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The economist: The law of unintended consequences

Tucker Hart Adams //July 1, 2009//

The economist: The law of unintended consequences

Tucker Hart Adams //July 1, 2009//

Back when I took college physics, I learned Newton’s Third Law of Motion: Every action has an equal and opposite reaction. I’m not sure that holds in economics.  In fact, a better statement may be: Many actions have a totally unexpected and unequal reaction. Let’s call this the Law of Unintended Consequences.

One of the most fascinating examples of the Law of Unintended Consequences is what occurred after the reform of bankruptcy laws in 2005. Between 1980 and 2004, a period when the population of the United States increased by 29 percent, personal bankruptcy filings increased 422 percent, from 288,000 to 1.5 million.  More Americans were filing for bankruptcy than were graduating from college or getting a divorce. 

Congress decided in 2005 that the bankruptcy option was being abused, that too many people were using it as an easy way to escape debt, particularly credit card debt, which had grown from 3.2 percent of the median family income in 1980 to 12.5 percent in 2004.  Reforms were passed that made it more complicated and expensive to file and that required debtors with higher incomes to repay more of what they owed from post-bankruptcy income. To no one’s surprise, there was a surge of filings near the end of the year just before the law took effect.

The unexpected consequence of the new personal bankruptcy law was the increase in financial distress that accompanied the decline in bankruptcy filings. Lenders, less worried about people using bankruptcy as a financial management tool, loaned more freely, even to consumers with bad credit. Credit card qualification standards were eased, and credit card debt grew rapidly. Subprime and Alt-A mortgages flourished.

A study from the National Bureau of Economic Research found that many consumers borrowed more than they could easily handle, ignoring the risk of financial distress. Economists even have a fancy name for this shortsighted behavior – hyperbolic discounting. The borrower intends to pay off the debt immediately, but each month spends too much and ends up postponing repayment until the following month. Thus, the debt level increases.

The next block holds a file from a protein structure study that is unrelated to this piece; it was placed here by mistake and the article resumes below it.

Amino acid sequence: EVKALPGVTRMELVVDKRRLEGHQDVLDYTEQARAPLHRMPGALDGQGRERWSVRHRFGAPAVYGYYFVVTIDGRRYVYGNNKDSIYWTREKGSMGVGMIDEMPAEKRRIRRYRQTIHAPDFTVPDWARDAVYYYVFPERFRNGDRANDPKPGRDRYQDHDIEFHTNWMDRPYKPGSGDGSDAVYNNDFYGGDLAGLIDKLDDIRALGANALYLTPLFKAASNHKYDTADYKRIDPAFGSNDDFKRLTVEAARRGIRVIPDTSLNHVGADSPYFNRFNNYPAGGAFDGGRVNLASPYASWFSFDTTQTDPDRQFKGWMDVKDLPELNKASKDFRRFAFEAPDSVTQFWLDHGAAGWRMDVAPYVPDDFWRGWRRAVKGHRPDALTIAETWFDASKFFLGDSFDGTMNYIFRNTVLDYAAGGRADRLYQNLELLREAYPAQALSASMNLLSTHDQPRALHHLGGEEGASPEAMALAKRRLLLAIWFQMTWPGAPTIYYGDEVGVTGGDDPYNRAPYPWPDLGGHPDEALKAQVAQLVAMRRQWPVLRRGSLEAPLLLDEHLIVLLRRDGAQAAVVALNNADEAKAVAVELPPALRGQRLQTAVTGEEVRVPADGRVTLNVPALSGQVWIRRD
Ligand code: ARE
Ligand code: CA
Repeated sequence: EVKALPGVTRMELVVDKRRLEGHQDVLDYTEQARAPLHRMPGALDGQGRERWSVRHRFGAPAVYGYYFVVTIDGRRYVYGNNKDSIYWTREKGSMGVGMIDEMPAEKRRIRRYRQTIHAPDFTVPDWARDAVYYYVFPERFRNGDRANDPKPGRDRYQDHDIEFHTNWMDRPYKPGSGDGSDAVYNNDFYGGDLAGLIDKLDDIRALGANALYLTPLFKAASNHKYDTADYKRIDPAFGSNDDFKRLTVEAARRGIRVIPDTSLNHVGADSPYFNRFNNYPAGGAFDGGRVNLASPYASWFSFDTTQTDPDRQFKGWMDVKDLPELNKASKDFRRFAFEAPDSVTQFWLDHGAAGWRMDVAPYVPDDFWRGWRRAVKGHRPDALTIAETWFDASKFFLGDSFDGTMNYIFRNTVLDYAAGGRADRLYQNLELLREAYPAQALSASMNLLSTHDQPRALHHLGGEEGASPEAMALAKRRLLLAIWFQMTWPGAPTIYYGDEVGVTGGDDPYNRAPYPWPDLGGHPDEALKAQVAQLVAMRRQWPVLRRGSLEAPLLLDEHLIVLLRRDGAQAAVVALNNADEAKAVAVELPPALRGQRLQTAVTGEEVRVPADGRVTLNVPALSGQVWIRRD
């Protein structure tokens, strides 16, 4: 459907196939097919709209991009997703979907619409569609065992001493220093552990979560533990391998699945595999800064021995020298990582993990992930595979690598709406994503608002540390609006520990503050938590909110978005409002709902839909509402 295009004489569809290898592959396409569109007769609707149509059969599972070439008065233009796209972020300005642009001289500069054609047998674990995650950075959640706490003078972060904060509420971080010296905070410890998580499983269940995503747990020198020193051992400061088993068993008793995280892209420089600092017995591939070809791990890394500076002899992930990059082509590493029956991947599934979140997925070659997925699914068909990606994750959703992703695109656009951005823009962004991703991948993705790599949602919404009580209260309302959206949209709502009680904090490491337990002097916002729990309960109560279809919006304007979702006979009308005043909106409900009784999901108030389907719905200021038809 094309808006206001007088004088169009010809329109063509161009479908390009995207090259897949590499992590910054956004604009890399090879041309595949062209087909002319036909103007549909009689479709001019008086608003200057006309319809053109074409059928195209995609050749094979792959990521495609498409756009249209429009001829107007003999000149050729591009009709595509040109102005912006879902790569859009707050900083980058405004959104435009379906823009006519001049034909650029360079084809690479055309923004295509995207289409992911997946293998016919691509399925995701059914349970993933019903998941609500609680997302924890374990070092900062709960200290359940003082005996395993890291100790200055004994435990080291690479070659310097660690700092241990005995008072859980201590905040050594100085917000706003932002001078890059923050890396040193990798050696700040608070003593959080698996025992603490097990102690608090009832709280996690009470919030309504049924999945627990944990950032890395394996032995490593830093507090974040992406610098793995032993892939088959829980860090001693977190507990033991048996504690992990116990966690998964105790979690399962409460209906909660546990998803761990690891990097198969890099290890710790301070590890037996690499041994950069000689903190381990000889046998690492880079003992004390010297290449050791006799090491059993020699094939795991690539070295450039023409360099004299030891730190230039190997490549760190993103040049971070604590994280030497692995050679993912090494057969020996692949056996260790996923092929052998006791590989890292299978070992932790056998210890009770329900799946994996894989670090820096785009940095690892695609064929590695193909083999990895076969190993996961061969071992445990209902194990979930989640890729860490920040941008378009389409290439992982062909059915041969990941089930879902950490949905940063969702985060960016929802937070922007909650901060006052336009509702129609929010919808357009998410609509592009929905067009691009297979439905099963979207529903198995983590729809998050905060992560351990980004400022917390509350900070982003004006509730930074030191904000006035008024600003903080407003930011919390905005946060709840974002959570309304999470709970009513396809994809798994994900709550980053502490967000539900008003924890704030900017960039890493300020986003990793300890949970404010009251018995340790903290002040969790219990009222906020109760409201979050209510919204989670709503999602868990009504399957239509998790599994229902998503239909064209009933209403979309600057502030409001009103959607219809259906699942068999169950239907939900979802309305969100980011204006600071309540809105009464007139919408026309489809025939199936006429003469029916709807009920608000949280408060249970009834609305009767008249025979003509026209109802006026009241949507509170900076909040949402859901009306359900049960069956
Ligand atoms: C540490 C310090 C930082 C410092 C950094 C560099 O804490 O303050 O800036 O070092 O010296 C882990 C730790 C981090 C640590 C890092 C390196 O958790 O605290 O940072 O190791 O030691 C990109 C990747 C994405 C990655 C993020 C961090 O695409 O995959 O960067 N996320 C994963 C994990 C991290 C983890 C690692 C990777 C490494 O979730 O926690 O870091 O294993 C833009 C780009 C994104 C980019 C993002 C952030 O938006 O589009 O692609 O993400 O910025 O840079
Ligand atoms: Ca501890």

At the same time that credit became riskier but more available, a second thing was occurring: a frantic search for the double-digit returns on investments to which we’d become accustomed during the technology bubble of the late 1990s. As the yield on safe securities fell to near-record lows, investors moved into riskier assets to obtain higher interest rates. Securitization of the risky loans that bankers were making provided a ready source of these assets. The investors looking for yield eagerly purchased the packages of subprime loans, but in so doing they bid up the price and lowered the return. 

The Law of Unintended Consequences, alive and well, ensured that the risk was mispriced and the spread between rates on safe and risky securities narrowed to only a couple of percentage points. Rather than realizing what was occurring, the search intensified for assets with higher yields, as we convinced ourselves that we’d eliminated risk through slicing and dicing risky loans and packing them as structured credits.

Just because some actions have unintended consequences doesn’t mean we shouldn’t try to correct something that has gone wrong. It is clear that part of the blame for the recent financial crisis was a financial services industry operating under regulations no longer appropriate today. But the law does imply that we need to think about unintended consequences before we act. 

When gas prices soared a couple of years ago, the suggestion was made that gasoline taxes should be reduced to stabilize prices. Fortunately, that suggestion went nowhere.  The unintended consequence would have been that the incentive to drive smaller cars, carpool or use public transportation – in other words to conserve an increasingly scarce resource – was eliminated. 

The impending re-regulation of the financial services industry could easily have consequences as unintended as reducing the tax on gasoline or reforming the bankruptcy code. Legislators need to think carefully about the results of their actions before succumbing to a new Sarbanes-Oxley frenzy to please voters.

Perhaps the president and members of Congress should have “Beware the Law of Unintended Consequences!” emblazoned on their office doors.

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